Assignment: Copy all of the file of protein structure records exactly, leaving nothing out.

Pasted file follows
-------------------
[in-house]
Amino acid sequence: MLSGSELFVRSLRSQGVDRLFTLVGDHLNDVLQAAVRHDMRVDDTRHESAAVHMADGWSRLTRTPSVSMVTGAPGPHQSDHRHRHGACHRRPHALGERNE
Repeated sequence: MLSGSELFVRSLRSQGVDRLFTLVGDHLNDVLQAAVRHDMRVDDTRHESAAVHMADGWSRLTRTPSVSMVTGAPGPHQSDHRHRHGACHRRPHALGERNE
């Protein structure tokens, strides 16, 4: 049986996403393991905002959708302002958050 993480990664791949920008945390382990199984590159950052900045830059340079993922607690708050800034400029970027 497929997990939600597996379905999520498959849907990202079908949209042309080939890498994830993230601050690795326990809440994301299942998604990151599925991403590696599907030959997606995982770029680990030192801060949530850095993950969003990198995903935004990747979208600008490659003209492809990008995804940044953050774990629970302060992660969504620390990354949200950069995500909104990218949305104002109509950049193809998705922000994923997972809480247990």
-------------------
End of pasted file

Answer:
[in-house]
Amino acid sequence: MLSGSELFVRSLRSQGVDRLFTLVGDHLNDVLQAAVRHDMRVDDTRHESAAVHMADGWSRLTRTPSVSMVTGAPGPHQSDHRHRHGACHRRPHALGERNE
Repeated sequence: MLSGSELFVRSLRSQGVDRLFTLVGDHLNDVLQAAVRHDMRVDDTRHESAAVHMADGWSRLTRTPSVSMVTGAPGPHQSDHRHRHGACHRRPHALGERNE
């Protein structure tokens, strides 16, 4: 049986996403393991905002959708302002958050 993480990664791949920008945390382990199984590159950052900045830059340079993922607690708050800034400029970027 497929997990939600597996379905999520498959849907990202079908949209042309080939890498994830993230601050690795326990809440994301299942998604990151599925991403590696599907030959997606995982770029680990030192801060949530850095993950969003990198995903935004990747979208600008490659003209492809990008995804940044953050774990629970302060992660969504620390990354949200950069995500909104990218949305104002109509950049193809998705922000994923997972809480247990």